About this artwork

Flames and trumpeting angels frame the statuesque figure of God who is seen from behind. Towering over the kneeling Moses, God raises his arms and prepares to inscribe the Ten Commandments on the stone tablets before him. The subject was inspired by an episode in the Old Testament Book of Deuteronomy. This is one of eighty watercolours of Biblical subjects Blake produced between 1800 and 1809. They were made for Thomas Butts, a military clerk, who shared his philosophies and whose son Blake taught to engrave.

  • title: God Writing upon the Tables of the Covenant
  • accession number: D 2281
  • artist: William BlakeEnglish (1757 - 1827)
  • depicted: God
  • gallery: In Storage
  • object type: Work on paper
  • subject: Religious
  • medium: Watercolour
  • date created: About 1805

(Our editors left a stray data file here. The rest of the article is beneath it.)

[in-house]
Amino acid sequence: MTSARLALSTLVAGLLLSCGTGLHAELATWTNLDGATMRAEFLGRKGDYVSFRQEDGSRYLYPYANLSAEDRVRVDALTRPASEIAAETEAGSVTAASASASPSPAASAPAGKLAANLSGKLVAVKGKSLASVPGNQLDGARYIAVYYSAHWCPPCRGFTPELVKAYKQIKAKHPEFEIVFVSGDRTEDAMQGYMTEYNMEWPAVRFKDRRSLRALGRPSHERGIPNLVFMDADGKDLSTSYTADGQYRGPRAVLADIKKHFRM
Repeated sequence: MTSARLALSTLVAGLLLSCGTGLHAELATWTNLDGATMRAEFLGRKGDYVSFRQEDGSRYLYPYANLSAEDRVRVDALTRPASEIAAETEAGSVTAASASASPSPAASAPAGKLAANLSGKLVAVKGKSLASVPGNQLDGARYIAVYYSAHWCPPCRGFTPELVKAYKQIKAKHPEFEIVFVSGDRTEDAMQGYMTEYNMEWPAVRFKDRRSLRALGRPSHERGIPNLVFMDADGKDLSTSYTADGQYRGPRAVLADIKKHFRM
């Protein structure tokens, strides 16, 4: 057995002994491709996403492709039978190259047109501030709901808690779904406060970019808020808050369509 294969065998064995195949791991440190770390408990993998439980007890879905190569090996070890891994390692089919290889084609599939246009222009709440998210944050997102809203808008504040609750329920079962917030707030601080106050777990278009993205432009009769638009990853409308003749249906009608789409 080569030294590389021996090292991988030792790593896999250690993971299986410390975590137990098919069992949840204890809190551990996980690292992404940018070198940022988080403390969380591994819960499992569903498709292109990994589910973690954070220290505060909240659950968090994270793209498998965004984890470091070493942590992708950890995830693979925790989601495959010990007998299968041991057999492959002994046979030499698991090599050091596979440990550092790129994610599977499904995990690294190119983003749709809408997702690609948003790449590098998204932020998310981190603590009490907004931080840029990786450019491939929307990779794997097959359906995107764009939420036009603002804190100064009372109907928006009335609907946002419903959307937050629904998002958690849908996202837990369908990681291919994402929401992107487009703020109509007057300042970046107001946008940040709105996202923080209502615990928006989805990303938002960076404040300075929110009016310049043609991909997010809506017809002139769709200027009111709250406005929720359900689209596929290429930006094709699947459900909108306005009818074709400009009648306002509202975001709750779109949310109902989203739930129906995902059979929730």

• measurements: 41.90 x 34.20 cm
  • credit line: William Findlay Watson Bequest 1881
  • photographer: Antonia Reeve

William Blake

William Blake

Blake's vivid paintings and prints illustrate his originality as an artist, poet and mystic philosopher. His early apprenticeship with the engraver James Basire introduced him to a wide range of art works through prints. Blake was fascinated by Michelangelo's figures and also by medieval Gothic art. He combined both in his own visionary scenes painted in watercolour and in his experimental prints combining words and images. He was a student, briefly, at the Royal Academy in London, but his unorthodox views were incompatible with contemporary academic practice. Most of his prolific output was made for a few sympathetic, loyal patrons.